Inscribed catstrophe/ catpult/ catstration/catlonia, red crayon
330 x 202 mm. (13 x 7 7/8 in.)
SOLD TO A PRIVATE COLLECTOR.
Painter and designer, John Craxton was born in London, son of the pianist Harold Craxton. When only 10, he had paintings exhibited in schools group at Bloomsbury Gallery. In 1939 he studied life drawing at LAcademie de la Grande Chaumiere, Paris, returning to study in 1940 at Westminster School of Art and Central School of Art with P F Millard and Eric Schilsky.
The following year Craxton studied drawing at Goldsmiths College School of Art with Clive Gardiner. About this time Craxton was friendly with Graham Sutherland and Lucian Freud and became recognised as a member of the Neo-Romantic group of painters. He had his first solo show at Leicester Galleries, 1944. In 1946 Craxton visited Greece for the first time, whose landscape was eventually to leave its mark on his work. After a joint show with Lucien Freud at the London Gallery in 1947, with whom he had worked in Greece, in 1948 Craxton visited Crete for the first time; in 1960 he rented a house there in Hania which subsequently became his home, although Craxton was an indefatigable traveller in several continents. In 1951 Craxton designed sets and costumes for Daphnis and Chloe at Covent Garden; in 1966 he helped restage it for Athens Festival and completed designs for the ballet Apollo at Covent Garden. Between 1971-4 worked on Landscape with the Elements as the Cottrell Memorial Tapestry for the McRobert Centre, Stirling University. Craxton had a retrospective show at Whitechapel Art Gallery in 1967 and in 1985 a show of paintings and drawings appeared at the Chrysostomos Gallery, Hania; British Council, Athens; and Christopher Hull Gallery. The Tate Gallery and other major collections hold his work. He was elected RA, 1993.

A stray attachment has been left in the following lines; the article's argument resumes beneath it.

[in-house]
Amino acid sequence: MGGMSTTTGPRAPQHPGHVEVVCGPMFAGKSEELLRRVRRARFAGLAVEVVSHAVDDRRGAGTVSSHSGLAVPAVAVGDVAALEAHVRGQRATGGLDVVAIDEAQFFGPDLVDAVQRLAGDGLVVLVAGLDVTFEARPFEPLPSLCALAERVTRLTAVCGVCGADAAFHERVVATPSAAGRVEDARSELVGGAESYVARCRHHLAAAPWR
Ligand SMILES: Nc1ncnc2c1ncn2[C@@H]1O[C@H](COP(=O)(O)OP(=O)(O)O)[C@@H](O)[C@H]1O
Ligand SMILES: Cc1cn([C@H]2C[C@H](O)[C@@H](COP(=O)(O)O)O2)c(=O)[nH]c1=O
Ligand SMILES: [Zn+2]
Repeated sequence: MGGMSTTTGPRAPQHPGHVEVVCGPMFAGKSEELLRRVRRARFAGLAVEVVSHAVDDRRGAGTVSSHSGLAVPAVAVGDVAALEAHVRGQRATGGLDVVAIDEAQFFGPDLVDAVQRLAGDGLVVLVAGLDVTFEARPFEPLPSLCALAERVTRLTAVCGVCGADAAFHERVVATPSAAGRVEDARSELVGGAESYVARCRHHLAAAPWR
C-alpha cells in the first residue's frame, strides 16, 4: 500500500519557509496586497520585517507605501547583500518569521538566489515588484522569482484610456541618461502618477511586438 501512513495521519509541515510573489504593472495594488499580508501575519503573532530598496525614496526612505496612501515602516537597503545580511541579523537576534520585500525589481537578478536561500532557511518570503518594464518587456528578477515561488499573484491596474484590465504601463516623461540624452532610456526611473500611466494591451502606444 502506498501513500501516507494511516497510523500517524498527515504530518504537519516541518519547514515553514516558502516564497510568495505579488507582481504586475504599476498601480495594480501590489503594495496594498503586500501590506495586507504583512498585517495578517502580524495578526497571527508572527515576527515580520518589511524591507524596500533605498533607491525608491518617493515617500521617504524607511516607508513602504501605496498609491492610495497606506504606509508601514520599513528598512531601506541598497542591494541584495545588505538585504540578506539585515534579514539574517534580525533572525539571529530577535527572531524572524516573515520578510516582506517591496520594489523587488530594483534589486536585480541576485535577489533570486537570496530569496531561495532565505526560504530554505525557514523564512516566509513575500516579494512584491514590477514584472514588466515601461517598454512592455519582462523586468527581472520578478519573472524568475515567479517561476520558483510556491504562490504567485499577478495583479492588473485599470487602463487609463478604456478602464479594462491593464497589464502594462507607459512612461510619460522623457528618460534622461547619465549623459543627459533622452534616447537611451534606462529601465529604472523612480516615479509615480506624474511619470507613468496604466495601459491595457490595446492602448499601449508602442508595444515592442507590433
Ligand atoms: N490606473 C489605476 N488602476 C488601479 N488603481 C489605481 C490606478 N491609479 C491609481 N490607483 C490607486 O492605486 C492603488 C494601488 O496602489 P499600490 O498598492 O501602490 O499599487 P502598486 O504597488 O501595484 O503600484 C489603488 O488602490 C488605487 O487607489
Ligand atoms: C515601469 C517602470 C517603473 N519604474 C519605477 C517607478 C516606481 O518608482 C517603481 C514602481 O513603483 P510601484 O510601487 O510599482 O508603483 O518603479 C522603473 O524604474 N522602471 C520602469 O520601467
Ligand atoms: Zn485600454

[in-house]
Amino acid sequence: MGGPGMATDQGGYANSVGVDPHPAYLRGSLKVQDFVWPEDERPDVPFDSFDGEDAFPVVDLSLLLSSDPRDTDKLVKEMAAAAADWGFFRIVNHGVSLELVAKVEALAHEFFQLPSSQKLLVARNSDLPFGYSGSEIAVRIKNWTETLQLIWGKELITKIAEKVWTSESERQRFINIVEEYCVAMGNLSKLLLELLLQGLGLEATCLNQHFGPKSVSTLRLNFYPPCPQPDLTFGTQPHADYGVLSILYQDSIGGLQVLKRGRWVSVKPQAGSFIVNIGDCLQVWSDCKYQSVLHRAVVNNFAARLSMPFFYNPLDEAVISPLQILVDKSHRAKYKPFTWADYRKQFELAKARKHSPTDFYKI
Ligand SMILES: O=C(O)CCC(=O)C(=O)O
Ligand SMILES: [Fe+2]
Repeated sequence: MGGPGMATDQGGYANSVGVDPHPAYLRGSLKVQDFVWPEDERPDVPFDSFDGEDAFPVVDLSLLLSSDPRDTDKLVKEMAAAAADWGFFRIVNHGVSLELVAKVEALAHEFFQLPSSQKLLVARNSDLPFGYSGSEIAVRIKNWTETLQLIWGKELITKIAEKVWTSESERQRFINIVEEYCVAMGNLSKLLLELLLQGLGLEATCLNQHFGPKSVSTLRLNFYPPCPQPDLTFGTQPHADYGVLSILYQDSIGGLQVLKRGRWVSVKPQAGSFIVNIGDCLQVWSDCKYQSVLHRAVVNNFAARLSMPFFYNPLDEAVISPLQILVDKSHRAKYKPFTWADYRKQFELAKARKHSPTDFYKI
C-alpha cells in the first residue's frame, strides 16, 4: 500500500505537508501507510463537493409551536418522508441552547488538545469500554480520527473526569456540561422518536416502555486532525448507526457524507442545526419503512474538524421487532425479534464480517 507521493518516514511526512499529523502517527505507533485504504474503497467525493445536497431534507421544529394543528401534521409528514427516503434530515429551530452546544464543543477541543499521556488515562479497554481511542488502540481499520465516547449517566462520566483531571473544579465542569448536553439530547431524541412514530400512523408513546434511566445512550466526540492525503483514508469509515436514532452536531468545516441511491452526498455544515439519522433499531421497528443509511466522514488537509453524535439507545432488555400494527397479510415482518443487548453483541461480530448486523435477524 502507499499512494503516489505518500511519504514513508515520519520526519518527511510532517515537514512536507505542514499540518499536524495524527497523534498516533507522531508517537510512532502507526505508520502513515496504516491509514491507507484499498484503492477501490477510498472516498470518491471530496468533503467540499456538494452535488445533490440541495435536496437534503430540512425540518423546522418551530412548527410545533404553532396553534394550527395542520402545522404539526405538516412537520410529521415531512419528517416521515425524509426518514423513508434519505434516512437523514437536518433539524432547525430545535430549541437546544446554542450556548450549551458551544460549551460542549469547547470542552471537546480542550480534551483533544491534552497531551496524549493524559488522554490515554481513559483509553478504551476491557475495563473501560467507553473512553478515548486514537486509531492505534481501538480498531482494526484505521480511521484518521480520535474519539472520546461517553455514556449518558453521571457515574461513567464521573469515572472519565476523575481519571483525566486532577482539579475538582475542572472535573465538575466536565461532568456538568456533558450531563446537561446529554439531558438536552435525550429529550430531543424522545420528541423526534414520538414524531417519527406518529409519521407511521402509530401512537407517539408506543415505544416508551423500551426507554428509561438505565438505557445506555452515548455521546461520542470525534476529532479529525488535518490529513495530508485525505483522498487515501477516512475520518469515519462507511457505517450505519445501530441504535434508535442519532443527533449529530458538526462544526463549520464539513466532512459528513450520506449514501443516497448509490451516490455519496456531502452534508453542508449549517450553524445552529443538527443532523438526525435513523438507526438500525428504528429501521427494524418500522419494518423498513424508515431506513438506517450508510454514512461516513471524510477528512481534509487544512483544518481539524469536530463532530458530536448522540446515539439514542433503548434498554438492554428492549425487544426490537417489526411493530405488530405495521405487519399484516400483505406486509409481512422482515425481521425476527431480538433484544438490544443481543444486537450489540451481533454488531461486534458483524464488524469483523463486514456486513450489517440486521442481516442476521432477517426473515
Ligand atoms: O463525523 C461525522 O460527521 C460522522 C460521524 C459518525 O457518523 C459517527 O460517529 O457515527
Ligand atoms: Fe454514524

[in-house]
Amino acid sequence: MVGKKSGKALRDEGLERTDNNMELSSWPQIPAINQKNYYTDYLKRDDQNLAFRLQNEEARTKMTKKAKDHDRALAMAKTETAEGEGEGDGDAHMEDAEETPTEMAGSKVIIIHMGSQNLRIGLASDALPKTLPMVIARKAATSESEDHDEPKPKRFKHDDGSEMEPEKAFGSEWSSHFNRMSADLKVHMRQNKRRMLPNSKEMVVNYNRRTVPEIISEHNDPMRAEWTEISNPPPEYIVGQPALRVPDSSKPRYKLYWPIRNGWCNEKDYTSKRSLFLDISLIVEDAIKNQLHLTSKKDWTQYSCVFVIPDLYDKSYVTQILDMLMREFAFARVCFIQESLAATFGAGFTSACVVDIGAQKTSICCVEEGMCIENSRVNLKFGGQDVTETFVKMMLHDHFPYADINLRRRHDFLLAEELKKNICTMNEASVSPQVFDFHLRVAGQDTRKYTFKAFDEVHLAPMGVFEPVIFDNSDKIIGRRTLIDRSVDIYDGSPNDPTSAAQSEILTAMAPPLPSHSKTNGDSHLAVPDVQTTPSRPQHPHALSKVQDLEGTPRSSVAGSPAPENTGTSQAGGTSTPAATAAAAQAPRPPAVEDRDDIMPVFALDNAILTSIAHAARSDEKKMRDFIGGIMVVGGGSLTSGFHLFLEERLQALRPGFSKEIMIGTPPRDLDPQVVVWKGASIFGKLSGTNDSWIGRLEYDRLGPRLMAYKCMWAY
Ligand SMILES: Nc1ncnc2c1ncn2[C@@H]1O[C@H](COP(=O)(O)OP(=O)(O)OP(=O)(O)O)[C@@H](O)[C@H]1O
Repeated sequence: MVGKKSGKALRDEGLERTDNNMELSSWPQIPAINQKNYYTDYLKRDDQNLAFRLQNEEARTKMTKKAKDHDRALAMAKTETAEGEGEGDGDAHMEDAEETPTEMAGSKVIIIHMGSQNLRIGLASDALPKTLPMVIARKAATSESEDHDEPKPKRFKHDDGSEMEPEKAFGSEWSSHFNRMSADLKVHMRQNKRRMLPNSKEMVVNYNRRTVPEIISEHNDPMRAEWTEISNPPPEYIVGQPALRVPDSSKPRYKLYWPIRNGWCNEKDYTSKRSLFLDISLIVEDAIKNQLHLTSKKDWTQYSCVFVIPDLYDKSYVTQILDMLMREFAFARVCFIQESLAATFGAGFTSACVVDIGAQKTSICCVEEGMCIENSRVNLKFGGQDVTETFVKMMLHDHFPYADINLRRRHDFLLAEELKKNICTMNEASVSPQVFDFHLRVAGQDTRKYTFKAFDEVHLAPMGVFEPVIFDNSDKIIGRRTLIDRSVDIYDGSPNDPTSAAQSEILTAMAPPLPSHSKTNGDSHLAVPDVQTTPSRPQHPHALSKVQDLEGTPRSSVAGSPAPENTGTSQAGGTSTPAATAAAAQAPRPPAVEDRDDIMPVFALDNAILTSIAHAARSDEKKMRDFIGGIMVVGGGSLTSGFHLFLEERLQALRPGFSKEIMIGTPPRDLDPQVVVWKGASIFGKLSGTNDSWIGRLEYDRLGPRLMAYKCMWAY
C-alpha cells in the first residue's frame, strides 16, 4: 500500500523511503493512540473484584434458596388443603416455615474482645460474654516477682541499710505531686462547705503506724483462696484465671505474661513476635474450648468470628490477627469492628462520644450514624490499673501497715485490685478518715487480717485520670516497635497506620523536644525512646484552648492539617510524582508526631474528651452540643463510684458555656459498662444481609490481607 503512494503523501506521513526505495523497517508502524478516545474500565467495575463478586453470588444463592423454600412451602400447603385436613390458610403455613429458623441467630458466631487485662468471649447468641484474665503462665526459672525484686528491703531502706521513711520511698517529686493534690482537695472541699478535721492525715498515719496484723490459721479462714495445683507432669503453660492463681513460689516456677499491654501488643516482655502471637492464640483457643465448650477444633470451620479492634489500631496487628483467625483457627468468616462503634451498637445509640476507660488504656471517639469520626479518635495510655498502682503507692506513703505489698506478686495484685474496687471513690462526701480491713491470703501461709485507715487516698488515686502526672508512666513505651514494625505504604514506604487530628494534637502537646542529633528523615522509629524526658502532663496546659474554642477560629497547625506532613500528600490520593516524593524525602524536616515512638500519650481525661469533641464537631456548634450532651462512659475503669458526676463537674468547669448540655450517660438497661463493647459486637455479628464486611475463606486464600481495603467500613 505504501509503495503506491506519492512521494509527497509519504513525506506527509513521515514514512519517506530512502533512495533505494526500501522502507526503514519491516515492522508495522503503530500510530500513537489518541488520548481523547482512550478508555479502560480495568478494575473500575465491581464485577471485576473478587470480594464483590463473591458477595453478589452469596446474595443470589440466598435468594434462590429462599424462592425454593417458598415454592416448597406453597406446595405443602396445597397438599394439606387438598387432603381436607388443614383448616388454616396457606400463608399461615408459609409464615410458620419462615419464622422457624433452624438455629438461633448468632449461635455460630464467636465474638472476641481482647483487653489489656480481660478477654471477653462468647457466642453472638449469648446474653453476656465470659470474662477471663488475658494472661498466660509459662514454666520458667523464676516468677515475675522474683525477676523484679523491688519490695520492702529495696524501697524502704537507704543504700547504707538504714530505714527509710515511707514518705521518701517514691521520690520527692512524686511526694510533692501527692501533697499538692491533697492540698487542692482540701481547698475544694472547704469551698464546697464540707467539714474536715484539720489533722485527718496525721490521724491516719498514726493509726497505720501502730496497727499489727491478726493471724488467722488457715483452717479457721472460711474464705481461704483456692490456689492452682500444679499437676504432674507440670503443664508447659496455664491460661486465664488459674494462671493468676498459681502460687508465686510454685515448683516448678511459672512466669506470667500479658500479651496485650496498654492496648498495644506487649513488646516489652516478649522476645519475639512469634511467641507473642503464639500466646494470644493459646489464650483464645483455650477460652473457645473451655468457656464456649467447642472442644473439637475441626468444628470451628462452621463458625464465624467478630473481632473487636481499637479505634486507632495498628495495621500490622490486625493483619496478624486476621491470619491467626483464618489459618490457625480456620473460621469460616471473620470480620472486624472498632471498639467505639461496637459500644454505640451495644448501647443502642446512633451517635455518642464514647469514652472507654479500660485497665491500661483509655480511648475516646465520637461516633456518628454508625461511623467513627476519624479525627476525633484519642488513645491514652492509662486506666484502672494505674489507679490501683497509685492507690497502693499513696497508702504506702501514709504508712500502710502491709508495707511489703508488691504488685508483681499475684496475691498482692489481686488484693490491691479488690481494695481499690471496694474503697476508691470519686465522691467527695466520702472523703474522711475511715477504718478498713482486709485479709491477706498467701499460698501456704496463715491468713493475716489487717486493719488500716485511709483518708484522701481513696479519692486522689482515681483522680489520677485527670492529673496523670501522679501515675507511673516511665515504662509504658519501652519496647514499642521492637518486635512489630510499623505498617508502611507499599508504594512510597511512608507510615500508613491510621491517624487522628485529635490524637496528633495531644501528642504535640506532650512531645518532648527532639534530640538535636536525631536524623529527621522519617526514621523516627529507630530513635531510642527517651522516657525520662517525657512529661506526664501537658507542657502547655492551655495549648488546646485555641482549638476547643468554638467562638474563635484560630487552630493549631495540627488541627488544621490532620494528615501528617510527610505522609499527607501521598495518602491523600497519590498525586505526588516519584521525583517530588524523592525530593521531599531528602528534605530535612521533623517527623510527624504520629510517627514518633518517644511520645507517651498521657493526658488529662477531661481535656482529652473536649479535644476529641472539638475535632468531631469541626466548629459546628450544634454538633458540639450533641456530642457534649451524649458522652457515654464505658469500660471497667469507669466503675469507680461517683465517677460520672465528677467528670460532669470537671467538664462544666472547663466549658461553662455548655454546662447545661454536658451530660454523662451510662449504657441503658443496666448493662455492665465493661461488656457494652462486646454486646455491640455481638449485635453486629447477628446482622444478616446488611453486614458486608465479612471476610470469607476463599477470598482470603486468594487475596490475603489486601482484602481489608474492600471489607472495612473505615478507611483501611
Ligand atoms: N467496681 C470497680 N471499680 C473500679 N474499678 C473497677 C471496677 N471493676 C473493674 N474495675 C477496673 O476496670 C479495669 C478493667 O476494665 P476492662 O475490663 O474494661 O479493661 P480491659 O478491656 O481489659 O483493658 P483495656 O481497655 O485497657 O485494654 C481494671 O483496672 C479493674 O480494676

Our drawings come from the collection of Jean-Yves Mock who is an experienced dealer, curator, critic and promoter of artists from Ren Magritte to Louis Nevelson. From 1956 till 1973 he ran the highly influential Hanover Gallery, alongside Erica Brausen, which launched some of the greatest names in twentieth century art. When the gallery closed in 1973 he asked to join the curatorial team at the Pompidou Centre in Paris.